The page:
"ladybug eggs are small, white,  and laid in clusters," dietrich conveyed, "probably about the size of  a pencil eraser."

they seem to favor laying their eggs in the dietrich's strawberry patch,  as nature would have it.

a few weeks ago, the dietrich family released 35,000 ladybugs to help battle the devastation possible by asparagus beetles. the masses of ladybugs, when tightly fit together, only took up the space of a half gallon container.

in a previous instance, the family released 75,000 ladybugs across the expanse of their two-acre field.

"the ladybugs did a great job, but once their food source was gone, a lot of them moved on to search for food elsewhere," dietrich said. "we were fortunate to find some of them in our other crops as well."

"we also saw lots of ladybug eggs on the farm, which was good to combat the next round of beetles and other non-beneficial  bugs," dietrich explained.


a few weeks ago, i noticed a lone ladybug perched on a pink petal in my garden, nibbling on an aphid among an overwhelmingly depressing amount of the damaging insects which were merrily devouring my goldflame honeysuckle. oh how i cheered the lone ladybug onward, bite by bite ! 

dietrich in response suggested spraying a soapy mixture onto the plant to help discourage the aphids. i still need to attack that task ! but my admiration for ladybugs' chomping skills have skyrocketed since my recent stint of education on the helpful not to mention eye-sweet, rotund creatures.

20 May 2010

a brief spin of a tour of the garden center: part 3.

at the suggestion of a haiku blogger, i am tossing in some short cuts of nature-made poems between my plant rantings. i do love this idea and have been pretty much having a ball with it.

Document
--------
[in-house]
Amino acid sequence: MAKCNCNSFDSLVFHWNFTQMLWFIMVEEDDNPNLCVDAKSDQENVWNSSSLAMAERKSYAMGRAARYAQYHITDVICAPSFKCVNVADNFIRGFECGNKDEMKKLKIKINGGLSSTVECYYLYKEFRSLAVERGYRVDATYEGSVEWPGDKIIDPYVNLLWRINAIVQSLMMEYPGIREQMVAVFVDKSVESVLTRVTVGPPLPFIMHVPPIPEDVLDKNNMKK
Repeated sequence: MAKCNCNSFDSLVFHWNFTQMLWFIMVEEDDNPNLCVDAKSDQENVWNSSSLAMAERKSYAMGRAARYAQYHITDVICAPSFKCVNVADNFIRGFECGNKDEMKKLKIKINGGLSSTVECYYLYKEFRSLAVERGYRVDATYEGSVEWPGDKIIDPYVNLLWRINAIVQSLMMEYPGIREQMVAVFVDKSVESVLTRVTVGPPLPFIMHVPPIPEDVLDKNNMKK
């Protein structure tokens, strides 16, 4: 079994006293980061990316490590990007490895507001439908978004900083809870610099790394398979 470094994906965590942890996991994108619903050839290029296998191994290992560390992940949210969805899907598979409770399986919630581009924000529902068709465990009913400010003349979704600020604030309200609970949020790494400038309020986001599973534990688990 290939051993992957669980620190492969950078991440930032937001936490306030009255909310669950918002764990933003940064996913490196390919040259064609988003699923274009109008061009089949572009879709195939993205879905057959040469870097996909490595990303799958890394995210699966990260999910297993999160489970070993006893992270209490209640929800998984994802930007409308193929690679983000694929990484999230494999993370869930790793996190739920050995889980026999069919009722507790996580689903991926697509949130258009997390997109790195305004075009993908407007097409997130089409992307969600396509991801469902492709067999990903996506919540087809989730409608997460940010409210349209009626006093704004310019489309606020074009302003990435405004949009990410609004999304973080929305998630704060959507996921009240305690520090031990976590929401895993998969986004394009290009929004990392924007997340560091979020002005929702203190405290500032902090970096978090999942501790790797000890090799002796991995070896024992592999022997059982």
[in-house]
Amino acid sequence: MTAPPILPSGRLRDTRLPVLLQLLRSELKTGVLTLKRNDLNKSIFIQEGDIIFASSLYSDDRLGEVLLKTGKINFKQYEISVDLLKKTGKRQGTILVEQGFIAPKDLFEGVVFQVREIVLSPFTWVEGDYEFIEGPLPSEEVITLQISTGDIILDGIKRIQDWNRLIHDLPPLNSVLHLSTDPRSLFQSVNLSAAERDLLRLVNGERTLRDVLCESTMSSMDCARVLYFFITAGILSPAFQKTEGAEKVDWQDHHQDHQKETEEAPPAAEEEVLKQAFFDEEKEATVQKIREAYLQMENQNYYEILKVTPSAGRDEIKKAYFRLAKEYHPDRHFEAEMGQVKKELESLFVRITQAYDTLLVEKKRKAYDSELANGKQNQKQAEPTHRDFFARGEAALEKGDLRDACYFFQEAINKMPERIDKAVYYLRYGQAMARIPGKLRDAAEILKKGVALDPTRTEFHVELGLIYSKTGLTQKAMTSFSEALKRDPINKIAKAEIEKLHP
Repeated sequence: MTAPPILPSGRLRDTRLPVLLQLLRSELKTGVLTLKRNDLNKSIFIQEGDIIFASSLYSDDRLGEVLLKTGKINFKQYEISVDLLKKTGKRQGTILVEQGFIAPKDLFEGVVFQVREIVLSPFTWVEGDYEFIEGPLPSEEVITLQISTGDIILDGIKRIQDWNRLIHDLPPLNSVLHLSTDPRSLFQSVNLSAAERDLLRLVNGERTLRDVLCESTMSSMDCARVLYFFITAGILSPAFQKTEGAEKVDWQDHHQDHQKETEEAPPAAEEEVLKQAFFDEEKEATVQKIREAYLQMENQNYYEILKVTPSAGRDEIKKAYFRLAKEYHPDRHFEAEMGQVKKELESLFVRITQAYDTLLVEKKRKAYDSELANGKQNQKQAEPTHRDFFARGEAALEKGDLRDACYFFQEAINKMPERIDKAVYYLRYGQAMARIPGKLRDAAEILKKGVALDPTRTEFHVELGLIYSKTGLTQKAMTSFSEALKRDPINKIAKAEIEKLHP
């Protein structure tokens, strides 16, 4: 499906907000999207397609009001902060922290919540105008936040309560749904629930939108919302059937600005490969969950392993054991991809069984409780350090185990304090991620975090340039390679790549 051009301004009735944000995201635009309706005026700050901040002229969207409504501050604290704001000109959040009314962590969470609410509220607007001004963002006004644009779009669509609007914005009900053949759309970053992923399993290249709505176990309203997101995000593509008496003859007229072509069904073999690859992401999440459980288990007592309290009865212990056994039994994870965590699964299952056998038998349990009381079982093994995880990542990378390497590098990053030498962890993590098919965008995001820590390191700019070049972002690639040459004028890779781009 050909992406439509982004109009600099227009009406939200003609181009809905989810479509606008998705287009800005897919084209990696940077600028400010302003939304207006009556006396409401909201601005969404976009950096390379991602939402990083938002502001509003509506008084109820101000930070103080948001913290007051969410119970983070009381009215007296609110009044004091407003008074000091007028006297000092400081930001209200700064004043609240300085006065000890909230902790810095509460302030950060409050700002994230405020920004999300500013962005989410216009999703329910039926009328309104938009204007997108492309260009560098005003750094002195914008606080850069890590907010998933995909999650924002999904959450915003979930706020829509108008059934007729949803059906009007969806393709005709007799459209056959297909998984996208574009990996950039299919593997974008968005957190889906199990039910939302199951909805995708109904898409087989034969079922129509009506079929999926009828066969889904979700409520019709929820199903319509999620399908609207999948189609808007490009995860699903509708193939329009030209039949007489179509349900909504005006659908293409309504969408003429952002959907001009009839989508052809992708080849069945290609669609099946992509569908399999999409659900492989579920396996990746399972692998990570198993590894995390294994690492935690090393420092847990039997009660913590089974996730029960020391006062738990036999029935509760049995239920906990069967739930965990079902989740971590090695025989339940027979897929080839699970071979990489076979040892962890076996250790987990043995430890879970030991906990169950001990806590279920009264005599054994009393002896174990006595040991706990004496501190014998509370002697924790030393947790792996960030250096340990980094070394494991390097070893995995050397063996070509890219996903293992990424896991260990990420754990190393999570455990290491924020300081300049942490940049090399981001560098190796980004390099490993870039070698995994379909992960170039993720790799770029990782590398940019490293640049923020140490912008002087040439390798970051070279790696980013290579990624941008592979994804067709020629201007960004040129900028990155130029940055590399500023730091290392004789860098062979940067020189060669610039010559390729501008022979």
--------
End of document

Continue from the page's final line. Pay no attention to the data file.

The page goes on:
stubby fork prongs gone
pink, dianthus, you tap your 
way toward sunlight

the pond by the barn is finally shoving some flowers upward from its lily pads. at the water level is duckweed, a viciously spreading groundcover for pond surfaces, and some hornwort, an oxygenator.

amethyst falls wisteria climbs up this miniature wooden trellis. wisteria has a vine habit but with much meticulous effort on the part of a gardener can be trained into a tree. i've seen one near steinmetz road and swamp pike in limerick, and it always looks like fluffy lilac-hued grapes are dangling from the shaped tree.

people often come in and ask me why their wisteria did not flower. usually the culprit is having pruned them back too hard. it's safer to wait until it blooms to then prune it instead of prior, or you might cut off the sections ready to bear the flowers. jeopardizing the blooms by early pruning just doesn't seem worth it ! patience and late pruning is more likely a helper. 

chionoides is a white-flowering rhododendron.

yellowed freckles in 
a powder crawl out of plush
shade-pulling moments

nova zembla is a deep&dark pink-flowering rhododendron, thriving vibrantly in acidic soil and limited shade exposure.

stoplight coral bells are a unique throw of color compared to the usual purple and bronze-y more common coral bells. they are tinier from the start with blood-like soaked-looking centeral veins, but bright and definitely a quick seller as yet another shade lover.

iris lately remind me of floppy, ephemeral drinking-ware.

these iris i deem as cupped with sunlight.

this is either coppertina or centerglow ninebark. i can't quite remember which. a spring flowering shrub, it spills bright brownish red foliage throughout the season in a nice, heaping mound that usally reaches 5-6 feet if not closer to 8 feet high.